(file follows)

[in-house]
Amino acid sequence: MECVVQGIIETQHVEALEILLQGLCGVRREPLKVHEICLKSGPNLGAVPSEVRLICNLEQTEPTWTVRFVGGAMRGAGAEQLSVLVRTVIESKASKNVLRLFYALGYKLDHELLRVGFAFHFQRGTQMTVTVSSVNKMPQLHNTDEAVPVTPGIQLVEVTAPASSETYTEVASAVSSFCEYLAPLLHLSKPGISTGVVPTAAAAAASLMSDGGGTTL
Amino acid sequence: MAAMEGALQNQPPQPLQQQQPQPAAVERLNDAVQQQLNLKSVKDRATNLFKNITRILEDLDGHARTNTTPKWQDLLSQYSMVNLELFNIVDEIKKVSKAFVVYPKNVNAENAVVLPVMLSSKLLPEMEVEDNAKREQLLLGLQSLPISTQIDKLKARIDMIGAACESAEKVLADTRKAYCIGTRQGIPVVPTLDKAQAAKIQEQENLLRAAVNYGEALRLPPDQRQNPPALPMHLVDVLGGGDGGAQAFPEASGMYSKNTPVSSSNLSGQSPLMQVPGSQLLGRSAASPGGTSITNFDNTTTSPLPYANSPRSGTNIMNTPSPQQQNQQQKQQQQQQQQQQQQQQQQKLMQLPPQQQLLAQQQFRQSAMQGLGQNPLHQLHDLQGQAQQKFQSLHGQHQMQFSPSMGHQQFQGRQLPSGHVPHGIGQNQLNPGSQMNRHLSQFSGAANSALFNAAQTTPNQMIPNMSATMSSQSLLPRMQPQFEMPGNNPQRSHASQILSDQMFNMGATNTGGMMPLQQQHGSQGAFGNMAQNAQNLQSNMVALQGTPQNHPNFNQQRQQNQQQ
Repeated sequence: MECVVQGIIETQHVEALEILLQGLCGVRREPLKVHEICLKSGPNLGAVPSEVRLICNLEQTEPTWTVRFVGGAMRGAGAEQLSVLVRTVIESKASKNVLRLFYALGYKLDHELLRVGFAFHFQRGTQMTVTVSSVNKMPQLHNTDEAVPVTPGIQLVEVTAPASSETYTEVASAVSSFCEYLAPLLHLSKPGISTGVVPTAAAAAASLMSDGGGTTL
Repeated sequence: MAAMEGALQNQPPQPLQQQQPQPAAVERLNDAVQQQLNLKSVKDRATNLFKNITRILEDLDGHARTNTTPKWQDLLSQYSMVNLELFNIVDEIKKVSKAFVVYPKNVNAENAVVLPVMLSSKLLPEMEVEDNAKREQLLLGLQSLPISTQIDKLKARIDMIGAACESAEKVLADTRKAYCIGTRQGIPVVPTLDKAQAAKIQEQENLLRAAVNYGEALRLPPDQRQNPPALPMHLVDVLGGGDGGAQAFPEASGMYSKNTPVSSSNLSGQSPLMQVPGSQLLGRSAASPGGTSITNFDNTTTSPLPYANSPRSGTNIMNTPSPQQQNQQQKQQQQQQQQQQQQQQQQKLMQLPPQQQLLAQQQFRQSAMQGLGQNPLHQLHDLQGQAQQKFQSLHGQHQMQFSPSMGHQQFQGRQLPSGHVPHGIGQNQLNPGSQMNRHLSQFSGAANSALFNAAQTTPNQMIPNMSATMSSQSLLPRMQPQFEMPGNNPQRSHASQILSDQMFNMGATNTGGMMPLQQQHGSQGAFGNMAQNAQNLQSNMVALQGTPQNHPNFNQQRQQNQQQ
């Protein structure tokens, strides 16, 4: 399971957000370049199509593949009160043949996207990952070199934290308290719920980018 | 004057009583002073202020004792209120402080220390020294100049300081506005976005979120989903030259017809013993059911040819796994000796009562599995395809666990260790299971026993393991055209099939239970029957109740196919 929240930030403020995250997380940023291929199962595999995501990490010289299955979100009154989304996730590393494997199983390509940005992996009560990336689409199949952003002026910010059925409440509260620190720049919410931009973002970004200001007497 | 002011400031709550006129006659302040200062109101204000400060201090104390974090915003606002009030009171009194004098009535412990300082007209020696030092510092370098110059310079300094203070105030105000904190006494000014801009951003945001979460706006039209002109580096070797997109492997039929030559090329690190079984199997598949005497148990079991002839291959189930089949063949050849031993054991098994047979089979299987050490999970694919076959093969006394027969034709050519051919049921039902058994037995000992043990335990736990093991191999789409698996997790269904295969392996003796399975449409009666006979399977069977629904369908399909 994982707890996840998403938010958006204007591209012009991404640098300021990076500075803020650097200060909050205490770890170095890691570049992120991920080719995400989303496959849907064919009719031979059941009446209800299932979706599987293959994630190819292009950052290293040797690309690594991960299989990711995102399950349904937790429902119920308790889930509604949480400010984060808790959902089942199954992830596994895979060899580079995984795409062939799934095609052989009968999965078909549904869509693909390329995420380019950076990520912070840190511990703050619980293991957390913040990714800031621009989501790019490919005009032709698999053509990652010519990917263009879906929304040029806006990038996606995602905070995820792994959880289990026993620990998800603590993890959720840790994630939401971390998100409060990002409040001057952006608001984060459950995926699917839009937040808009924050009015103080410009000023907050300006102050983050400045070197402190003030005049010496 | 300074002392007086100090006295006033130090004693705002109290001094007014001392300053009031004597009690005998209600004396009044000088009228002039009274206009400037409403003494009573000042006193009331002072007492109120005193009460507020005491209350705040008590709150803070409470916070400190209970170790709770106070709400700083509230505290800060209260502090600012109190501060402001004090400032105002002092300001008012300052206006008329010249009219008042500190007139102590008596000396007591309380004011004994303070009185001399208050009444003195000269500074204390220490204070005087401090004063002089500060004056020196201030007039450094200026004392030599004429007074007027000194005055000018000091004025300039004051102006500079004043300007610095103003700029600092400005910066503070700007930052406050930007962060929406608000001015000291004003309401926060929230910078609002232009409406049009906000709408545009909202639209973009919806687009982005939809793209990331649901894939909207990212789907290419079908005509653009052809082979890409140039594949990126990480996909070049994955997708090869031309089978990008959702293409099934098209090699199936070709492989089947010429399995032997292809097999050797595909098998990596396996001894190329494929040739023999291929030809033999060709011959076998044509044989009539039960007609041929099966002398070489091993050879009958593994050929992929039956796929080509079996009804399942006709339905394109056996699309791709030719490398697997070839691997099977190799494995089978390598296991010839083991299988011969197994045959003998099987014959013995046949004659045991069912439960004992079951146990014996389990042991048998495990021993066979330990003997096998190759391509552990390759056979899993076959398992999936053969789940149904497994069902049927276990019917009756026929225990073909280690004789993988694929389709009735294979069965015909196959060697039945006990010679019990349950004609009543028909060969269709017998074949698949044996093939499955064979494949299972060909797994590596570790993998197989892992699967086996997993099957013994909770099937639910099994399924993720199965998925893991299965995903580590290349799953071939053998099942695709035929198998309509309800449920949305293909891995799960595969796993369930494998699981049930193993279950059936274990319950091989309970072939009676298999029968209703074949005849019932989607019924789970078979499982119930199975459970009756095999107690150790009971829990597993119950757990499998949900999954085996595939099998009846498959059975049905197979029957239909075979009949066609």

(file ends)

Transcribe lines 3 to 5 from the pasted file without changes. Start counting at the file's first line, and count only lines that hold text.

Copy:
Amino acid sequence: MAAMEGALQNQPPQPLQQQQPQPAAVERLNDAVQQQLNLKSVKDRATNLFKNITRILEDLDGHARTNTTPKWQDLLSQYSMVNLELFNIVDEIKKVSKAFVVYPKNVNAENAVVLPVMLSSKLLPEMEVEDNAKREQLLLGLQSLPISTQIDKLKARIDMIGAACESAEKVLADTRKAYCIGTRQGIPVVPTLDKAQAAKIQEQENLLRAAVNYGEALRLPPDQRQNPPALPMHLVDVLGGGDGGAQAFPEASGMYSKNTPVSSSNLSGQSPLMQVPGSQLLGRSAASPGGTSITNFDNTTTSPLPYANSPRSGTNIMNTPSPQQQNQQQKQQQQQQQQQQQQQQQQKLMQLPPQQQLLAQQQFRQSAMQGLGQNPLHQLHDLQGQAQQKFQSLHGQHQMQFSPSMGHQQFQGRQLPSGHVPHGIGQNQLNPGSQMNRHLSQFSGAANSALFNAAQTTPNQMIPNMSATMSSQSLLPRMQPQFEMPGNNPQRSHASQILSDQMFNMGATNTGGMMPLQQQHGSQGAFGNMAQNAQNLQSNMVALQGTPQNHPNFNQQRQQNQQQ
Repeated sequence: MECVVQGIIETQHVEALEILLQGLCGVRREPLKVHEICLKSGPNLGAVPSEVRLICNLEQTEPTWTVRFVGGAMRGAGAEQLSVLVRTVIESKASKNVLRLFYALGYKLDHELLRVGFAFHFQRGTQMTVTVSSVNKMPQLHNTDEAVPVTPGIQLVEVTAPASSETYTEVASAVSSFCEYLAPLLHLSKPGISTGVVPTAAAAAASLMSDGGGTTL
Repeated sequence: MAAMEGALQNQPPQPLQQQQPQPAAVERLNDAVQQQLNLKSVKDRATNLFKNITRILEDLDGHARTNTTPKWQDLLSQYSMVNLELFNIVDEIKKVSKAFVVYPKNVNAENAVVLPVMLSSKLLPEMEVEDNAKREQLLLGLQSLPISTQIDKLKARIDMIGAACESAEKVLADTRKAYCIGTRQGIPVVPTLDKAQAAKIQEQENLLRAAVNYGEALRLPPDQRQNPPALPMHLVDVLGGGDGGAQAFPEASGMYSKNTPVSSSNLSGQSPLMQVPGSQLLGRSAASPGGTSITNFDNTTTSPLPYANSPRSGTNIMNTPSPQQQNQQQKQQQQQQQQQQQQQQQQKLMQLPPQQQLLAQQQFRQSAMQGLGQNPLHQLHDLQGQAQQKFQSLHGQHQMQFSPSMGHQQFQGRQLPSGHVPHGIGQNQLNPGSQMNRHLSQFSGAANSALFNAAQTTPNQMIPNMSATMSSQSLLPRMQPQFEMPGNNPQRSHASQILSDQMFNMGATNTGGMMPLQQQHGSQGAFGNMAQNAQNLQSNMVALQGTPQNHPNFNQQRQQNQQQ